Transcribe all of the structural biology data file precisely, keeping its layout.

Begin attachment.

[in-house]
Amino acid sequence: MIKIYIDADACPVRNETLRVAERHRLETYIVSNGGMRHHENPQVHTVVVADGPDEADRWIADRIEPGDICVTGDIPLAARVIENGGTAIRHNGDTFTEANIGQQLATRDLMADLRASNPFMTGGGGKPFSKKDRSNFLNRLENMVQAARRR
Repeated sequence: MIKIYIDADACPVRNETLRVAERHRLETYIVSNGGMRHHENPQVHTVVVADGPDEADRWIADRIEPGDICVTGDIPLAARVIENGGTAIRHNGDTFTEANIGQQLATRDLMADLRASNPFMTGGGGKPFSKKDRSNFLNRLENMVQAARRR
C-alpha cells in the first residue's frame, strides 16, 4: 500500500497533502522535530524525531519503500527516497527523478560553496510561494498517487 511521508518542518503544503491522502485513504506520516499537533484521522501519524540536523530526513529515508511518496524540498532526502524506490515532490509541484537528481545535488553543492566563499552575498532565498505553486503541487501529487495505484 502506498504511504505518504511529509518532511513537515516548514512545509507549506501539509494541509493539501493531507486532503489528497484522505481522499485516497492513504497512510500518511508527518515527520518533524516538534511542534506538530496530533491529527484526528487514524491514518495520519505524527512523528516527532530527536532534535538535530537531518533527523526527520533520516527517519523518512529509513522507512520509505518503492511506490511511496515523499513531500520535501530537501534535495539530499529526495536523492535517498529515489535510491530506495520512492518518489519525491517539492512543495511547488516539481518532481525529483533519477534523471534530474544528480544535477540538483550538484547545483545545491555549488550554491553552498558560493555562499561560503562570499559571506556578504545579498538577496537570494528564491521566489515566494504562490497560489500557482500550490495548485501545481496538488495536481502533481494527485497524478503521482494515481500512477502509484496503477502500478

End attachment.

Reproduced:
[in-house]
Amino acid sequence: MIKIYIDADACPVRNETLRVAERHRLETYIVSNGGMRHHENPQVHTVVVADGPDEADRWIADRIEPGDICVTGDIPLAARVIENGGTAIRHNGDTFTEANIGQQLATRDLMADLRASNPFMTGGGGKPFSKKDRSNFLNRLENMVQAARRR
Repeated sequence: MIKIYIDADACPVRNETLRVAERHRLETYIVSNGGMRHHENPQVHTVVVADGPDEADRWIADRIEPGDICVTGDIPLAARVIENGGTAIRHNGDTFTEANIGQQLATRDLMADLRASNPFMTGGGGKPFSKKDRSNFLNRLENMVQAARRR
C-alpha cells in the first residue's frame, strides 16, 4: 500500500497533502522535530524525531519503500527516497527523478560553496510561494498517487 511521508518542518503544503491522502485513504506520516499537533484521522501519524540536523530526513529515508511518496524540498532526502524506490515532490509541484537528481545535488553543492566563499552575498532565498505553486503541487501529487495505484 502506498504511504505518504511529509518532511513537515516548514512545509507549506501539509494541509493539501493531507486532503489528497484522505481522499485516497492513504497512510500518511508527518515527520518533524516538534511542534506538530496530533491529527484526528487514524491514518495520519505524527512523528516527532530527536532534535538535530537531518533527523526527520533520516527517519523518512529509513522507512520509505518503492511506490511511496515523499513531500520535501530537501534535495539530499529526495536523492535517498529515489535510491530506495520512492518518489519525491517539492512543495511547488516539481518532481525529483533519477534523471534530474544528480544535477540538483550538484547545483545545491555549488550554491553552498558560493555562499561560503562570499559571506556578504545579498538577496537570494528564491521566489515566494504562490497560489500557482500550490495548485501545481496538488495536481502533481494527485497524478503521482494515481500512477502509484496503477502500478